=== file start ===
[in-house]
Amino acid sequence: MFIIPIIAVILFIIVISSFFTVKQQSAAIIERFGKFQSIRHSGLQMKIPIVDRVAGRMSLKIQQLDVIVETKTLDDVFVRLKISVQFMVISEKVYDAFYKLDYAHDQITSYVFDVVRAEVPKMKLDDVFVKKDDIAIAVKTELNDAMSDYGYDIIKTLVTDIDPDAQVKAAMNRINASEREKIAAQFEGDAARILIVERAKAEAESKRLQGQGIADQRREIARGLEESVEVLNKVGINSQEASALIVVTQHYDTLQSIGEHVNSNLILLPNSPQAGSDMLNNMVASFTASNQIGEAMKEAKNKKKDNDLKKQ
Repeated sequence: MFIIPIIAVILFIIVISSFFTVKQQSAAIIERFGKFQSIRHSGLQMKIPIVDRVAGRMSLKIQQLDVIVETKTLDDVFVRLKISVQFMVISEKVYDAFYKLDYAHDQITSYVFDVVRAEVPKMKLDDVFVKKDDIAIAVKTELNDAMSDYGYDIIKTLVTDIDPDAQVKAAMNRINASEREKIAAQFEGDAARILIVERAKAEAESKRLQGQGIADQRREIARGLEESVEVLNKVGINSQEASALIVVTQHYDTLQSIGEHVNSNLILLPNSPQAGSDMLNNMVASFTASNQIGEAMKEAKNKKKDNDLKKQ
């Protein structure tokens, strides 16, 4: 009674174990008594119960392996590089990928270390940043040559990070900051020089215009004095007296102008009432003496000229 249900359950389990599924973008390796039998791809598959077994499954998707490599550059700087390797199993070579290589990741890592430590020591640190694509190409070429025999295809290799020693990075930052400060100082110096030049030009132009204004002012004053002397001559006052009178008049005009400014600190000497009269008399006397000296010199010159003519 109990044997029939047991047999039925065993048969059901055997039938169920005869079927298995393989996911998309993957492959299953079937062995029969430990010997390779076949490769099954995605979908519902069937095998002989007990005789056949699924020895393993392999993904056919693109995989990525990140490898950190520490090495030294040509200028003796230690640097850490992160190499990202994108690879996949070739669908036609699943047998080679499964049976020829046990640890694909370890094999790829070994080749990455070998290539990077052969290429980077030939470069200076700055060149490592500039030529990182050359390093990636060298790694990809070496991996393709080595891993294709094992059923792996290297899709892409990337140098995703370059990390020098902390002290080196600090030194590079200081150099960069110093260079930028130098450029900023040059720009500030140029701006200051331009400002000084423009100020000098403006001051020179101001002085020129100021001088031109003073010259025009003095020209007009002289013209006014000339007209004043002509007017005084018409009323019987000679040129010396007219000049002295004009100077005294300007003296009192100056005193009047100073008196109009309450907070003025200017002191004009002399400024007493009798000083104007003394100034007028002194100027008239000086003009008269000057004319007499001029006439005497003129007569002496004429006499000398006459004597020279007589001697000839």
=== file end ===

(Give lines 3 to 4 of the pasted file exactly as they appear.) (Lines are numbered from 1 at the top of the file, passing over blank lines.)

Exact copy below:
Repeated sequence: MFIIPIIAVILFIIVISSFFTVKQQSAAIIERFGKFQSIRHSGLQMKIPIVDRVAGRMSLKIQQLDVIVETKTLDDVFVRLKISVQFMVISEKVYDAFYKLDYAHDQITSYVFDVVRAEVPKMKLDDVFVKKDDIAIAVKTELNDAMSDYGYDIIKTLVTDIDPDAQVKAAMNRINASEREKIAAQFEGDAARILIVERAKAEAESKRLQGQGIADQRREIARGLEESVEVLNKVGINSQEASALIVVTQHYDTLQSIGEHVNSNLILLPNSPQAGSDMLNNMVASFTASNQIGEAMKEAKNKKKDNDLKKQ
């Protein structure tokens, strides 16, 4: 009674174990008594119960392996590089990928270390940043040559990070900051020089215009004095007296102008009432003496000229 249900359950389990599924973008390796039998791809598959077994499954998707490599550059700087390797199993070579290589990741890592430590020591640190694509190409070429025999295809290799020693990075930052400060100082110096030049030009132009204004002012004053002397001559006052009178008049005009400014600190000497009269008399006397000296010199010159003519 109990044997029939047991047999039925065993048969059901055997039938169920005869079927298995393989996911998309993957492959299953079937062995029969430990010997390779076949490769099954995605979908519902069937095998002989007990005789056949699924020895393993392999993904056919693109995989990525990140490898950190520490090495030294040509200028003796230690640097850490992160190499990202994108690879996949070739669908036609699943047998080679499964049976020829046990640890694909370890094999790829070994080749990455070998290539990077052969290429980077030939470069200076700055060149490592500039030529990182050359390093990636060298790694990809070496991996393709080595891993294709094992059923792996290297899709892409990337140098995703370059990390020098902390002290080196600090030194590079200081150099960069110093260079930028130098450029900023040059720009500030140029701006200051331009400002000084423009100020000098403006001051020179101001002085020129100021001088031109003073010259025009003095020209007009002289013209006014000339007209004043002509007017005084018409009323019987000679040129010396007219000049002295004009100077005294300007003296009192100056005193009047100073008196109009309450907070003025200017002191004009002399400024007493009798000083104007003394100034007028002194100027008239000086003009008269000057004319007499001029006439005497003129007569002496004429006499000398006459004597020279007589001697000839």